In Germanwings aftermath, Europe eyes risk from within the cockpit (+video)
Unlike the US, Europe does not have rules prohibiting pilots being left alone inside the cockpit of airliners. But that is starting to change.
Paris and Berlin
In the aftermath of tragedy, there is no more powerful sentiment than “if only.” And the case of the Germanwings Flight 9525 crash – a tragedy in which investigators say the co-pilot locked himself in the cockpit and intentionally slammed the plane into the French Alps – has brought an outpouring of such retrospection across Europe.
“If only” the airline had mandated that no pilot could ever be alone in the cockpit – the standard in the US but not a European regulation – would the 150 passengers aboard the flight from Barcelona to Dusseldorf be alive right now?
Now, European airlines and administrators are reconsidering aviation procedures to deal with a previously underconsidered threat: where the person seeking harm is already inside the cabin.
French prosecutors say co-pilot Andreas Lubitz can be heard breathing steadily as the Airbus A320 starts on a ten-minute descent, while knocking from the outside becomes more vigorous. The plane then slams into the mountainside going at least 400 miles per hour, killing all 150 people on board.
In the US, Mr. Lubitz would not have been left alone at the controls, according to regulations that mandate that if a pilot leaves the cockpit, he or she must be replaced by a cabin member. It is part of what Captain John Cox, the CEO of Safety Operating Systems based in DC, calls a “layered approach,” one that weighs the threat of terrorism against the threat of other such issues that could arise, like a lone pilot becoming incapacitated or in a rare case intending to commit suicide or murder.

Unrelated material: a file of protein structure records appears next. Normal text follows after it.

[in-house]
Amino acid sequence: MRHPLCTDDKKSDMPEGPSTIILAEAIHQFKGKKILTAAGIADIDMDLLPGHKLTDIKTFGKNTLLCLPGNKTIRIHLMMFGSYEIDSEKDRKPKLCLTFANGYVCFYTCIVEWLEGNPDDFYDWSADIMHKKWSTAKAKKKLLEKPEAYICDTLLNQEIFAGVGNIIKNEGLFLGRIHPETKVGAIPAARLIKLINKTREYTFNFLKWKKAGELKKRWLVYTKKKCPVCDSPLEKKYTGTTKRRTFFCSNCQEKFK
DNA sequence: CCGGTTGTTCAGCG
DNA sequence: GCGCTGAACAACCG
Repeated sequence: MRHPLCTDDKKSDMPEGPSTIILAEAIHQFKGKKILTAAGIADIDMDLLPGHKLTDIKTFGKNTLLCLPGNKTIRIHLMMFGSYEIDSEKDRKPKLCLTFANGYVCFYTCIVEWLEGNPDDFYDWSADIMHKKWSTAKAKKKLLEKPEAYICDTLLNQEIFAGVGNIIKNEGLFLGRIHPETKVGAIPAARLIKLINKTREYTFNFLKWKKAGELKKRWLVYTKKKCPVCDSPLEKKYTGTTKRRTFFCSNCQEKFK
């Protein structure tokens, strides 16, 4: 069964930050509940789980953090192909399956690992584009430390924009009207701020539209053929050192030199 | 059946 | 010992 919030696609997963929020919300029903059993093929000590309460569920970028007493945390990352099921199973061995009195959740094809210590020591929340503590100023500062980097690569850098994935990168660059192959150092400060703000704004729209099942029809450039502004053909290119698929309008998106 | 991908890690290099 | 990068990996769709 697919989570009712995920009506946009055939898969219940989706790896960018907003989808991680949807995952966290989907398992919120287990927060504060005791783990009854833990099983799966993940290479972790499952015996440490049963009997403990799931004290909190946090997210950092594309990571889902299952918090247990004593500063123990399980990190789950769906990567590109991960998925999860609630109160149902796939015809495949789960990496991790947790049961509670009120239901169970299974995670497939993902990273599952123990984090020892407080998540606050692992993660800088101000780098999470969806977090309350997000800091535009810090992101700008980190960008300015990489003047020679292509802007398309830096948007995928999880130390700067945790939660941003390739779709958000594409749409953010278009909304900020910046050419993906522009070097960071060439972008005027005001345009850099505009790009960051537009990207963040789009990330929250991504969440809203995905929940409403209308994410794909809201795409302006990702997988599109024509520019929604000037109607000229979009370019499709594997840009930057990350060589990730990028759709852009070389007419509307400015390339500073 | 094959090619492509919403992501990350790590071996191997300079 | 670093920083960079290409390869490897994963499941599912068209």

Changing the rules
Europe’s rules are different. Dominique Fouda, the head of communications of the European Aviation Safety Agency, the European-wide equivalent of the Federal Aviation Administration (FAA), says that their regulations mandate that two pilots must always be in the cockpit, but one can be left alone only if the other needs to use the restroom or tend to a problem related to the operation of the aircraft.
Norwegian Air Shuttle was among the first to announce protocol changes yesterday, as prosecutors turned the case into one of voluntary manslaughter. Their spokeswoman Charlotte Holmbergh Jacobsson says that effective immediately, after receiving regulatory approval today, any pilot who has to leave the cockpit must be replaced by a crew member.
“Now we have decided to follow US regulations,” she says. EasyJet made a similar change effective today. The German Aviation Association issued a statement today saying that, at least temporarily, all German airlines would follow suit.
And some are calling for rules that not only catch up to the US on this specific regulation but outdo it – ones that require not just another person in the cockpit but another pilot who is trained to control an aircraft in the case of a rogue or severely depressed pilot who screening somehow failed to flag.